But my guess is that the better investment would have been either a complete supply chain environmental sustainability assessment or a chain of custody system that could track all materials used in the glasses. Either one would have likely turned up a “flagged” chemical, such as cadmium.  As even a consultant for the International Cadmium Association told the Times, “Our position is that cadmium pigments should not be painted on consumer glasses.”

Here’s the link to the New York Times coverage:

http://www.nytimes.com/2010/06/09/business/09mcdonalds.html?ref=business

More Inflation Cautions

The Institute of Supply Management’s Purchasing Managers Index (PMI) for October that was reported today made its biggest jump since 2006. — from 52.6 in September to 55.7 last month. (See the news release.) That’s good news for the economy as a whole, but it bolsters our cautions that pressures on prices are likely to increase faster than the pace of economic recovery over the next few months.

The PMI is considered a leading indicator of economic business conditions. Purchasing managers are already reporting price increases in 11 commodity categories. Furthermore, inventories have been contracting for 42 consecutive months. Those facts suggest that price pressure is likely to go up.

Suppliers may be trying to recover from their losses over the last year and perhaps betting that shortages might drive prices higher quickly. It’s also possible that tight credit is still limiting manufacturers to add production capacity. Whatever the reason, buyers must remain diligent in their efforts to contain cost.  As companies recover and work to improve their bottom line, cost containment will be the core focus in managing suppliers in 2010. It will be necessary for buyers to review their tools for containing costs and develop new methods for dealing with price escalation.

In southeast Michigan we see the same kind of pressures on prices, but there was also a drop in the local PMI, released by the Institute of Supply Management – Southeast Michigan.  The ISM-SEM reported that its October purchasing managers index was 51.3, a drop of more than 10 points, but still in the range that demonstrates some modest improvement in economic conditions. The three-month trend of the index also remains positive.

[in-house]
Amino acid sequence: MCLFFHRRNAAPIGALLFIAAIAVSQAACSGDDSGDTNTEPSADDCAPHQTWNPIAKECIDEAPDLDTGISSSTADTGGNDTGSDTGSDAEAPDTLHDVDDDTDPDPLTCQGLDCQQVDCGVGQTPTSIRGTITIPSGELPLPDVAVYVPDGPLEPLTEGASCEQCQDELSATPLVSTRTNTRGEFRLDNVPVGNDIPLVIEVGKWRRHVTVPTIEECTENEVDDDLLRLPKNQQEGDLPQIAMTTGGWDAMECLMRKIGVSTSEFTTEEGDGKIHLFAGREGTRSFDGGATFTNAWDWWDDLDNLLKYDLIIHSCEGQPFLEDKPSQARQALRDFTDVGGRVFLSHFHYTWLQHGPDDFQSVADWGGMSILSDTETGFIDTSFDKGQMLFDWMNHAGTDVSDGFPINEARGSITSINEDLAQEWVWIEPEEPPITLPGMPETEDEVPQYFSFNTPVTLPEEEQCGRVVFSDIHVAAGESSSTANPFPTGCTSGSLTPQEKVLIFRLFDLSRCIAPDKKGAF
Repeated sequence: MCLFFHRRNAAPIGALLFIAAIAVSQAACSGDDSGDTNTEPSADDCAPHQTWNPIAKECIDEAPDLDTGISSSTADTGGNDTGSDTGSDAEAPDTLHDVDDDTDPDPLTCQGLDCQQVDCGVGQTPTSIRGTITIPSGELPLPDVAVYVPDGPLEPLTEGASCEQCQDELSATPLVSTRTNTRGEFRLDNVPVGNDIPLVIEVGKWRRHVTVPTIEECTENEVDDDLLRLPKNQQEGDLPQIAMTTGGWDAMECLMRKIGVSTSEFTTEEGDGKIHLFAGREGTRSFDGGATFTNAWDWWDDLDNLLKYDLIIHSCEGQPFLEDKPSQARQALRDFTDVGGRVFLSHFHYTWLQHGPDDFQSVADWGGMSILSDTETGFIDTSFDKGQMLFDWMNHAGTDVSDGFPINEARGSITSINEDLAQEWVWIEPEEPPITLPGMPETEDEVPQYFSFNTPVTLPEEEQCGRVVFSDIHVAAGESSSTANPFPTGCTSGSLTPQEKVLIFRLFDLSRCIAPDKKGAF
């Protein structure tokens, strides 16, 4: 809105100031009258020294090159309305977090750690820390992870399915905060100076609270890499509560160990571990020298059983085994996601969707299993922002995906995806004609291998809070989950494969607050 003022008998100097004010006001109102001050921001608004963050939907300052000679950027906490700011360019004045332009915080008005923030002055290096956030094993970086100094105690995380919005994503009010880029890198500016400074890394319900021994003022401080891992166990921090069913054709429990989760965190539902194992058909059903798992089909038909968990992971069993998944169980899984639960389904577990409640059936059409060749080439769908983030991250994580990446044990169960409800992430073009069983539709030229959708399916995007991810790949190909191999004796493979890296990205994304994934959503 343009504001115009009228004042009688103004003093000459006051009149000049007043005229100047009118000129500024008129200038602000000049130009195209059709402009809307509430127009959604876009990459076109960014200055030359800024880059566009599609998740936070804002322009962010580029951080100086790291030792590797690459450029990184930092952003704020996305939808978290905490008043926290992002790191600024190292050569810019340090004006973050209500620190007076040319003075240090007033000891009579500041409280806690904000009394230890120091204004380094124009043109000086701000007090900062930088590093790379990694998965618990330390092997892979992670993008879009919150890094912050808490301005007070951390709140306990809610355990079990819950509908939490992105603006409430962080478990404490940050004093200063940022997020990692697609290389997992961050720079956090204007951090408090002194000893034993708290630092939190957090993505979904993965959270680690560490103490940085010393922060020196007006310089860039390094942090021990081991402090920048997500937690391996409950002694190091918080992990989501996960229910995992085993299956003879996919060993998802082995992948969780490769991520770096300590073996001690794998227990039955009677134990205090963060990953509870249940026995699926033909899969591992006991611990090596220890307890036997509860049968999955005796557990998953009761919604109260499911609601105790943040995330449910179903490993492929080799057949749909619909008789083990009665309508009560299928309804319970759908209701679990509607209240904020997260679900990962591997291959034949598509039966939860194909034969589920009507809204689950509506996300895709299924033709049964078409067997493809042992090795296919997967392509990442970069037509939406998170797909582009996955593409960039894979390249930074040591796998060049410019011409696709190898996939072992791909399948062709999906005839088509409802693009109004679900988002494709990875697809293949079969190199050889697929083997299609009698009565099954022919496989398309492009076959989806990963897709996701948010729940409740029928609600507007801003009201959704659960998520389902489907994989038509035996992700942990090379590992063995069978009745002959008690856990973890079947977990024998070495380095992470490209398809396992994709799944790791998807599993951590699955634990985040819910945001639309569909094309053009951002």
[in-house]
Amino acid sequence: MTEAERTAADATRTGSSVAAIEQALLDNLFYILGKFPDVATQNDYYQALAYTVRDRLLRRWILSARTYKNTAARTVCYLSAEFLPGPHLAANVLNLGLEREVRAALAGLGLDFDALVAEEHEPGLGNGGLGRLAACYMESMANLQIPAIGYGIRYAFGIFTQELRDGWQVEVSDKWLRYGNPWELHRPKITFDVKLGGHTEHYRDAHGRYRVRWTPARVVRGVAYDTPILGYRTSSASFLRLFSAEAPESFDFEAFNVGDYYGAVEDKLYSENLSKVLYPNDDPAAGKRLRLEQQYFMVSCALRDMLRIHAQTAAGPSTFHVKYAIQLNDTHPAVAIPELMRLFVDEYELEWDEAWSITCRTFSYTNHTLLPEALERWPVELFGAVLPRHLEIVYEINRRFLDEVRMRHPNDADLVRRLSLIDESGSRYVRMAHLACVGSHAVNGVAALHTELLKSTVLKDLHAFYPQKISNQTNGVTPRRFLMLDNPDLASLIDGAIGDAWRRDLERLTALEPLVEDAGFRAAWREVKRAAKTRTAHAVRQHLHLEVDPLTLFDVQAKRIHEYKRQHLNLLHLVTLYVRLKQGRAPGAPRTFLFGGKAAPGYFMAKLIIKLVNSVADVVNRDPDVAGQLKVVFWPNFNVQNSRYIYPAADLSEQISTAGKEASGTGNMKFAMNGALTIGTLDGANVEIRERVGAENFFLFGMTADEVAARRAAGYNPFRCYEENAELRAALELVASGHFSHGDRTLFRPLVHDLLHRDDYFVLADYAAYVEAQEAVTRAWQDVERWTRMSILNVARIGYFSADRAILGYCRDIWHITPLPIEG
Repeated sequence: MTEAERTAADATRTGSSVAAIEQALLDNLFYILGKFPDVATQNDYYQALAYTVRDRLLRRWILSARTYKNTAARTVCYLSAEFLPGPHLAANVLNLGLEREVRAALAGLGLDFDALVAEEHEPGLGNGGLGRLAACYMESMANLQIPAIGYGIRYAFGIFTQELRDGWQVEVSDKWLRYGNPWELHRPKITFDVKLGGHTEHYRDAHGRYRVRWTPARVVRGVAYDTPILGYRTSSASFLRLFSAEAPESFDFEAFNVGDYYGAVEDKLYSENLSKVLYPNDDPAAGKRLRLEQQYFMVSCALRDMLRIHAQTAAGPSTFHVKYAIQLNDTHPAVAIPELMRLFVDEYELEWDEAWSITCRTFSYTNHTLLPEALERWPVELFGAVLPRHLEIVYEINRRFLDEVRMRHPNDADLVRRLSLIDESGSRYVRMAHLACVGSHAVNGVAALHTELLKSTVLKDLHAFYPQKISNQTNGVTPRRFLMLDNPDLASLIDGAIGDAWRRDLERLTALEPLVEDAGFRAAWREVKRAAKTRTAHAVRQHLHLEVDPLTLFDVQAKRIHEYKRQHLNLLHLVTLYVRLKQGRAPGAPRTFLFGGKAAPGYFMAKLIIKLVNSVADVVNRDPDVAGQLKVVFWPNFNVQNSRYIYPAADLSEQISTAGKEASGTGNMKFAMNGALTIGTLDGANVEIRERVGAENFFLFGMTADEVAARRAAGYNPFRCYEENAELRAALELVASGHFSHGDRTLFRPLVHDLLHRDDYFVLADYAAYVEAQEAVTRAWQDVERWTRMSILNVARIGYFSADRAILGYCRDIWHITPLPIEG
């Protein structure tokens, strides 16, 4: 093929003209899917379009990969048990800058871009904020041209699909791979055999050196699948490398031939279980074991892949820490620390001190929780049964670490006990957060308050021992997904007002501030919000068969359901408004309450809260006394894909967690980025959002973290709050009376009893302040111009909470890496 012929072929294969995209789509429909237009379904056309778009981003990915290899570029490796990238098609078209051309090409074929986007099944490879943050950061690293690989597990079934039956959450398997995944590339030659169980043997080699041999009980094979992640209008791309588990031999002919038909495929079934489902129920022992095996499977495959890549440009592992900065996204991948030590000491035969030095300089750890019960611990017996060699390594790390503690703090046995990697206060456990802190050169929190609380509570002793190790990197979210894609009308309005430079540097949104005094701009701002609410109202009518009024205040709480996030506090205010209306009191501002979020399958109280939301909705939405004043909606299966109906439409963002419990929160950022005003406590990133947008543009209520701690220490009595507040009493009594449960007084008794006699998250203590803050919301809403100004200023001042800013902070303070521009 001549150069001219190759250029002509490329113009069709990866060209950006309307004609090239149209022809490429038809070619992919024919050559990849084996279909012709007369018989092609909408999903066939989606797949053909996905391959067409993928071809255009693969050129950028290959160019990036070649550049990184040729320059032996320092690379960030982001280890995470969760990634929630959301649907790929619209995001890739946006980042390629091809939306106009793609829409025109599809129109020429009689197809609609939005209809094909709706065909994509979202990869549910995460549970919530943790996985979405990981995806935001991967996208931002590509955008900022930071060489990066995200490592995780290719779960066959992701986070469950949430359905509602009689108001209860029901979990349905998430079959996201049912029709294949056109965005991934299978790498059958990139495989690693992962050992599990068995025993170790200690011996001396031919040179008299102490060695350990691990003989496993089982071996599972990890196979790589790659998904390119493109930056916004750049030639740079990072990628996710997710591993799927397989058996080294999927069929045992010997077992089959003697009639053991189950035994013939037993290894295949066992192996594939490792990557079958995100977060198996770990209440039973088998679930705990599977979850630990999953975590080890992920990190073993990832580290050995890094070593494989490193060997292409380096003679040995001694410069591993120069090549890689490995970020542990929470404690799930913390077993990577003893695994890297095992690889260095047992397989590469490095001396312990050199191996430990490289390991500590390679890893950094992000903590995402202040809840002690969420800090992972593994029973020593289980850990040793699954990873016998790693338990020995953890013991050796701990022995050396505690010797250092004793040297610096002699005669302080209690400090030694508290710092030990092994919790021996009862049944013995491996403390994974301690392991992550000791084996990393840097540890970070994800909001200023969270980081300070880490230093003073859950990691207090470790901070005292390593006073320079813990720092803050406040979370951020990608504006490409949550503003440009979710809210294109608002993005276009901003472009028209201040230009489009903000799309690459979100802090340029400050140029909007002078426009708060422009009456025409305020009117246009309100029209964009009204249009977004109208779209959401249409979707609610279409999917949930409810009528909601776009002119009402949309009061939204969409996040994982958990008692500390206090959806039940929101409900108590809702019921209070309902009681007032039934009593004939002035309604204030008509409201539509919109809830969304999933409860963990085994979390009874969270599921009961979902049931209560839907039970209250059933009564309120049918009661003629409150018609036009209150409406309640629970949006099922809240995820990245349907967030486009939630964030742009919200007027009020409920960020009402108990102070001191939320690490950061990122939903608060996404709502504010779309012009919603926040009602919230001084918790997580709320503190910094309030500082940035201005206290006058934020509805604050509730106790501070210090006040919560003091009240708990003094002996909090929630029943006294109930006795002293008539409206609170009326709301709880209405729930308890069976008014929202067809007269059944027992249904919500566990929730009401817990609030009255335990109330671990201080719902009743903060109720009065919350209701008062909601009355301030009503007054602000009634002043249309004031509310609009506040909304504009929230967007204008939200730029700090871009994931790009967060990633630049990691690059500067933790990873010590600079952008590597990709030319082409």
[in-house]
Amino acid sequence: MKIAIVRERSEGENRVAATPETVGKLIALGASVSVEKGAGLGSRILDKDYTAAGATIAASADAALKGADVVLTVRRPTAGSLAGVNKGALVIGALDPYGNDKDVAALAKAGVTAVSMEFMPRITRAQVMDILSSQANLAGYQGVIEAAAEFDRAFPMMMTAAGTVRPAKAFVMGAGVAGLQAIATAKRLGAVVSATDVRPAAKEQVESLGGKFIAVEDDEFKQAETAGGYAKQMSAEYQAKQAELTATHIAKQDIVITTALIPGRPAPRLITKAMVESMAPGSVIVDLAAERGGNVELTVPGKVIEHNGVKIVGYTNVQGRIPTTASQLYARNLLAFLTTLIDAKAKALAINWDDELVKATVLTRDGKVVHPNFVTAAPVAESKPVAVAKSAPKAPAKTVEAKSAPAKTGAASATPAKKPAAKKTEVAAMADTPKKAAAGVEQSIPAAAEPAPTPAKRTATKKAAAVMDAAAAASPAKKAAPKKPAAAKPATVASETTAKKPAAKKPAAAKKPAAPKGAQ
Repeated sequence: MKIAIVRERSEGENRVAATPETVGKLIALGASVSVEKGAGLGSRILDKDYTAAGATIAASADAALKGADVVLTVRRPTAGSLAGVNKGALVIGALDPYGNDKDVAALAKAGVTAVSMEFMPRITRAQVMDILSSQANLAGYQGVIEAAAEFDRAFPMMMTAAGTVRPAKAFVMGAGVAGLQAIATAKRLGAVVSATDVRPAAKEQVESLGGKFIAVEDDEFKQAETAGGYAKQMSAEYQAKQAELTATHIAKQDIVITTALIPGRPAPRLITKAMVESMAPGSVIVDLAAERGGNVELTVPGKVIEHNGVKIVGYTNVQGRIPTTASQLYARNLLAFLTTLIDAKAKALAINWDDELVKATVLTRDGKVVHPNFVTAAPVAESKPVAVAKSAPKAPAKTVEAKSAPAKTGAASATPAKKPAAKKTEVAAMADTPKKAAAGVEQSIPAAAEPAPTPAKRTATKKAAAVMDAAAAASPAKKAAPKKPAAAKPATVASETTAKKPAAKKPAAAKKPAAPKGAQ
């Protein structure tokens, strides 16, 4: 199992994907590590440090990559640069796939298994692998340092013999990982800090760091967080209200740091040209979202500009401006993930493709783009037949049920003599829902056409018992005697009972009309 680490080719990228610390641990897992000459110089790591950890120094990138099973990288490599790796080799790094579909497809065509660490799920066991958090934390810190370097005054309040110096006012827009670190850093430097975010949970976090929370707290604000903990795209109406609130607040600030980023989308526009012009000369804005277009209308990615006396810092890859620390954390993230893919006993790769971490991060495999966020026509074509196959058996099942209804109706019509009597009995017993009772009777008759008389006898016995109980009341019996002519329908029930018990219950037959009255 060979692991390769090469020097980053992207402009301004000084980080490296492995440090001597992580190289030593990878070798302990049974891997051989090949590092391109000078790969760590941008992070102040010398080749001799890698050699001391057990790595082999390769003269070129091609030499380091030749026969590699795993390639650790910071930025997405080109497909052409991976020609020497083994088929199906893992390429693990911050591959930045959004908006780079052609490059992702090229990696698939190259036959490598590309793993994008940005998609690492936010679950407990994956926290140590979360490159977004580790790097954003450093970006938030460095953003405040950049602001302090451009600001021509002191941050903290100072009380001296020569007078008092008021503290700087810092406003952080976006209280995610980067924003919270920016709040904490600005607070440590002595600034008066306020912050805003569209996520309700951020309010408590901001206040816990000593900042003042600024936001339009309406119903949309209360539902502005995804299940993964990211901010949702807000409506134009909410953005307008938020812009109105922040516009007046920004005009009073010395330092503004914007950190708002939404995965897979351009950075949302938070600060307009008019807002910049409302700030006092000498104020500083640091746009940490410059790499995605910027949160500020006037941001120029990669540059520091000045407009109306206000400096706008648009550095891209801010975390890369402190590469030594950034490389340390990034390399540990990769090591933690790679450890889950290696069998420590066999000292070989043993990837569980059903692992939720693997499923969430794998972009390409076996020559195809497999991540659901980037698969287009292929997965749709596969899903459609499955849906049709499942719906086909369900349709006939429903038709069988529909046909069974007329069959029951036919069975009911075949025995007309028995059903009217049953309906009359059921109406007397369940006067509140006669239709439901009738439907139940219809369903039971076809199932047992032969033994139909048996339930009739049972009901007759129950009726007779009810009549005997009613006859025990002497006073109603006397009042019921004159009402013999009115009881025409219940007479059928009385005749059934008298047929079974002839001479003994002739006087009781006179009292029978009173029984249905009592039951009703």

We likely had an uptick in September as a trailing result of the ‘Cash for Clunkers’ automotive incentives. The October composite figure shows a slight cooling off, but looking deeper we see local purchasing managers reporting higher prices in a number of categories. That suggests there is finally demand building that can drive new growth.

The drop in the southeast Michigan index might suggest a note of caution about the national figure, too, because Michigan’s PMI often leads the index for the rest of the country. October’s big jump in the national PMI might be followed by a lower index next month, matching Michigan’s pattern. With so many uncertainties, we shouldn’t be surprised if the recovery has some fits and starts. Overall the outlook is still positive.”

Chemicals

I recently had a good conversation with Richard Weissman at Purchasing Magazine about buying chemicals. I can tell you a few things I told him — or you can read the whole article (with good comments also by Tom Brossart, the director of global logistics and trade and compliance at W.R. Grace in Columbia, Md.).

http://www.purchasing.com/article/CA6635527.html?q=bill+michels

1. Nothing really replaces an in-person supplier visit. Travel budgets are tight, but risks from low-cost country sources are significant.

2. An example of an area of risk is environmental practices. You can no longer “export” pollution to countries that have less stringent laws than the U.S. Organizations are monitoring practices around the globe, and consumers hold companies here accountable for what their suppliers do abroad. Sustainability and the environment are critical issues that reach through the whole chemical supply chain.

3. The chemical supply chain is suffering from the same effects of the credit crunch as other products. Buyers are extending terms. Suppliers are squeezed and risks of disruptions are increasing. We work with clients to run simulations that gives us clues where the stress is greatest, so we know where we ought to line up standby sources.

It is easy to think of chemicals as commodities that need to be evaluated almost exclusively on price, but when you add considerations of risk — environmental, logistical or financial — procurement strategies have to more carefully constructed to accommodate them.